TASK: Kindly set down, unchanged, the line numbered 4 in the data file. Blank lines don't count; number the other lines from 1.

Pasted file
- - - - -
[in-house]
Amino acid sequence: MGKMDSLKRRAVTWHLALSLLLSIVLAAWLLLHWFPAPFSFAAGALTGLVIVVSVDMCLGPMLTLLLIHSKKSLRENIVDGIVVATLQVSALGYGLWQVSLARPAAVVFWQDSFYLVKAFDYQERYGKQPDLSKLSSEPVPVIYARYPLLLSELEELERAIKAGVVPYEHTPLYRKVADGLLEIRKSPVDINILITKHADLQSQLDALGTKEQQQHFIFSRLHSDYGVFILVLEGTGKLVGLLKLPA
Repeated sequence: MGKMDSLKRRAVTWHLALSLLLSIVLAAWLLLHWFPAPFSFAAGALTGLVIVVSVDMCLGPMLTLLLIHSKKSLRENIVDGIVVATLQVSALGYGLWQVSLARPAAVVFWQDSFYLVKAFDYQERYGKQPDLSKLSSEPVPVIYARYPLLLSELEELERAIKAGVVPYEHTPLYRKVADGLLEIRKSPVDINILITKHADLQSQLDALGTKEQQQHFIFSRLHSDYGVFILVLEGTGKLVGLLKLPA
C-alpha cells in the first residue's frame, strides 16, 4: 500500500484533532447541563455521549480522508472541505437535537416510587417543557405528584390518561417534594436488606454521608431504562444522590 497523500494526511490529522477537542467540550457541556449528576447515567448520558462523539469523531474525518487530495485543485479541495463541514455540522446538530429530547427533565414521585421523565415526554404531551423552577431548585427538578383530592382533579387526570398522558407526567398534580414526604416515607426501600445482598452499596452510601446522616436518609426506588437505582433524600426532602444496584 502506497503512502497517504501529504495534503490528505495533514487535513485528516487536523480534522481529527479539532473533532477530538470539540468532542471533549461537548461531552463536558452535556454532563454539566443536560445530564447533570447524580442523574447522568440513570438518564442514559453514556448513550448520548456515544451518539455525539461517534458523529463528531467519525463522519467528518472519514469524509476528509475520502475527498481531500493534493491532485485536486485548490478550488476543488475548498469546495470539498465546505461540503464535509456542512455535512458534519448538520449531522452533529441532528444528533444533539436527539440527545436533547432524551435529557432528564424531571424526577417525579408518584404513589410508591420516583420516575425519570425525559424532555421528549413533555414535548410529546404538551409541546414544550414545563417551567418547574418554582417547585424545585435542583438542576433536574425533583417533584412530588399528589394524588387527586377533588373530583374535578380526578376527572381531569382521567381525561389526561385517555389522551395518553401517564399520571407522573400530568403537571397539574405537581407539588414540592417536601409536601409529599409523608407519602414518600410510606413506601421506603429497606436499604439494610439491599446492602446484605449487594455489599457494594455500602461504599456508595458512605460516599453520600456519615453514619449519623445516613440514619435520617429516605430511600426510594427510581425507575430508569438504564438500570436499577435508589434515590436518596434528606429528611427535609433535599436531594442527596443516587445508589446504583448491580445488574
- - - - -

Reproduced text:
C-alpha cells in the first residue's frame, strides 16, 4: 500500500484533532447541563455521549480522508472541505437535537416510587417543557405528584390518561417534594436488606454521608431504562444522590 497523500494526511490529522477537542467540550457541556449528576447515567448520558462523539469523531474525518487530495485543485479541495463541514455540522446538530429530547427533565414521585421523565415526554404531551423552577431548585427538578383530592382533579387526570398522558407526567398534580414526604416515607426501600445482598452499596452510601446522616436518609426506588437505582433524600426532602444496584 502506497503512502497517504501529504495534503490528505495533514487535513485528516487536523480534522481529527479539532473533532477530538470539540468532542471533549461537548461531552463536558452535556454532563454539566443536560445530564447533570447524580442523574447522568440513570438518564442514559453514556448513550448520548456515544451518539455525539461517534458523529463528531467519525463522519467528518472519514469524509476528509475520502475527498481531500493534493491532485485536486485548490478550488476543488475548498469546495470539498465546505461540503464535509456542512455535512458534519448538520449531522452533529441532528444528533444533539436527539440527545436533547432524551435529557432528564424531571424526577417525579408518584404513589410508591420516583420516575425519570425525559424532555421528549413533555414535548410529546404538551409541546414544550414545563417551567418547574418554582417547585424545585435542583438542576433536574425533583417533584412530588399528589394524588387527586377533588373530583374535578380526578376527572381531569382521567381525561389526561385517555389522551395518553401517564399520571407522573400530568403537571397539574405537581407539588414540592417536601409536601409529599409523608407519602414518600410510606413506601421506603429497606436499604439494610439491599446492602446484605449487594455489599457494594455500602461504599456508595458512605460516599453520600456519615453514619449519623445516613440514619435520617429516605430511600426510594427510581425507575430508569438504564438500570436499577435508589434515590436518596434528606429528611427535609433535599436531594442527596443516587445508589446504583448491580445488574